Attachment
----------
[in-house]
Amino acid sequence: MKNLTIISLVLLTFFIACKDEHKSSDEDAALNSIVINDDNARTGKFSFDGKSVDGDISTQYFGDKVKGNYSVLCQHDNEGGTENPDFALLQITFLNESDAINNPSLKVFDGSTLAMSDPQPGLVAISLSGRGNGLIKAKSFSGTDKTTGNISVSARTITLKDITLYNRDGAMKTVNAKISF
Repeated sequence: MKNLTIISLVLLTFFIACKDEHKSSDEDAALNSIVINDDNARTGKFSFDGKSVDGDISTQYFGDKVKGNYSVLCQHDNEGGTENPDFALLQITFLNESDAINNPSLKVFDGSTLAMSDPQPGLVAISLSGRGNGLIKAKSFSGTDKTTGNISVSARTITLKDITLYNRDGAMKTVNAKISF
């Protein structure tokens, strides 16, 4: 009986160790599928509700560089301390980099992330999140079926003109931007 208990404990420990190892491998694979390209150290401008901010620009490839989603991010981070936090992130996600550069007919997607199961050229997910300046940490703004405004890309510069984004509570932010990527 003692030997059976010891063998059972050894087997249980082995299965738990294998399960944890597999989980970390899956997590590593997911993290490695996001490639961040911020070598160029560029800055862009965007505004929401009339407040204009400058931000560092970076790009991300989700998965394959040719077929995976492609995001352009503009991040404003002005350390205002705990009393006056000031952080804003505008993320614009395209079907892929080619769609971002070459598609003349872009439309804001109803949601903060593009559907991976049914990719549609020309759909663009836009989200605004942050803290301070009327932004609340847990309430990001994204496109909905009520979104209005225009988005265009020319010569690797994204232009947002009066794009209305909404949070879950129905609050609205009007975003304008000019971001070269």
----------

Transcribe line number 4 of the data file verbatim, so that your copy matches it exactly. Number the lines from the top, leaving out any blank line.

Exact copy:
């Protein structure tokens, strides 16, 4: 009986160790599928509700560089301390980099992330999140079926003109931007 208990404990420990190892491998694979390209150290401008901010620009490839989603991010981070936090992130996600550069007919997607199961050229997910300046940490703004405004890309510069984004509570932010990527 003692030997059976010891063998059972050894087997249980082995299965738990294998399960944890597999989980970390899956997590590593997911993290490695996001490639961040911020070598160029560029800055862009965007505004929401009339407040204009400058931000560092970076790009991300989700998965394959040719077929995976492609995001352009503009991040404003002005350390205002705990009393006056000031952080804003505008993320614009395209079907892929080619769609971002070459598609003349872009439309804001109803949601903060593009559907991976049914990719549609020309759909663009836009989200605004942050803290301070009327932004609340847990309430990001994204496109909905009520979104209005225009988005265009020319010569690797994204232009947002009066794009209305909404949070879950129905609050609205009007975003304008000019971001070269």